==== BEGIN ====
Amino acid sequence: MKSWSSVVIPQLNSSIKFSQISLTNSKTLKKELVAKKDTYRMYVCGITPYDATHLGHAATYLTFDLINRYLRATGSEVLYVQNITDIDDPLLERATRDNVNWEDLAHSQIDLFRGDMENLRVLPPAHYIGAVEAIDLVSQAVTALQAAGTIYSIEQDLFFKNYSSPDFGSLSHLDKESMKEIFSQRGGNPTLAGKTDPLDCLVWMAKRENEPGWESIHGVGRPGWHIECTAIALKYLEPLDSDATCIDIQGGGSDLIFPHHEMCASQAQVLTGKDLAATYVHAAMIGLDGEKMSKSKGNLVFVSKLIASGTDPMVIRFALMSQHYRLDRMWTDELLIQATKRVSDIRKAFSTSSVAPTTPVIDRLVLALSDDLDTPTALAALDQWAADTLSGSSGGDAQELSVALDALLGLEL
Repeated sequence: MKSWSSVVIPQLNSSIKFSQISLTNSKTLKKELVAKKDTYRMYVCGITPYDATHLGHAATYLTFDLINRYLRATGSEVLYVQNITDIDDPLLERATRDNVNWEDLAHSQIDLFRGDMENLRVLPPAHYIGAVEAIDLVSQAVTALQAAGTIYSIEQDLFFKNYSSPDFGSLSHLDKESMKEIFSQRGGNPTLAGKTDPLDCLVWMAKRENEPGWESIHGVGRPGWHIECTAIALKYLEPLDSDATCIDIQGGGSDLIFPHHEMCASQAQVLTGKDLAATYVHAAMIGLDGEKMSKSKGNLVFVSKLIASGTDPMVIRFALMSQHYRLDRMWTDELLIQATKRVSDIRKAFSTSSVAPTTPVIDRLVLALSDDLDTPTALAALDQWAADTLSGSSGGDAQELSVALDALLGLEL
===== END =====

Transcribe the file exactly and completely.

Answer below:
Amino acid sequence: MKSWSSVVIPQLNSSIKFSQISLTNSKTLKKELVAKKDTYRMYVCGITPYDATHLGHAATYLTFDLINRYLRATGSEVLYVQNITDIDDPLLERATRDNVNWEDLAHSQIDLFRGDMENLRVLPPAHYIGAVEAIDLVSQAVTALQAAGTIYSIEQDLFFKNYSSPDFGSLSHLDKESMKEIFSQRGGNPTLAGKTDPLDCLVWMAKRENEPGWESIHGVGRPGWHIECTAIALKYLEPLDSDATCIDIQGGGSDLIFPHHEMCASQAQVLTGKDLAATYVHAAMIGLDGEKMSKSKGNLVFVSKLIASGTDPMVIRFALMSQHYRLDRMWTDELLIQATKRVSDIRKAFSTSSVAPTTPVIDRLVLALSDDLDTPTALAALDQWAADTLSGSSGGDAQELSVALDALLGLEL
Repeated sequence: MKSWSSVVIPQLNSSIKFSQISLTNSKTLKKELVAKKDTYRMYVCGITPYDATHLGHAATYLTFDLINRYLRATGSEVLYVQNITDIDDPLLERATRDNVNWEDLAHSQIDLFRGDMENLRVLPPAHYIGAVEAIDLVSQAVTALQAAGTIYSIEQDLFFKNYSSPDFGSLSHLDKESMKEIFSQRGGNPTLAGKTDPLDCLVWMAKRENEPGWESIHGVGRPGWHIECTAIALKYLEPLDSDATCIDIQGGGSDLIFPHHEMCASQAQVLTGKDLAATYVHAAMIGLDGEKMSKSKGNLVFVSKLIASGTDPMVIRFALMSQHYRLDRMWTDELLIQATKRVSDIRKAFSTSSVAPTTPVIDRLVLALSDDLDTPTALAALDQWAADTLSGSSGGDAQELSVALDALLGLEL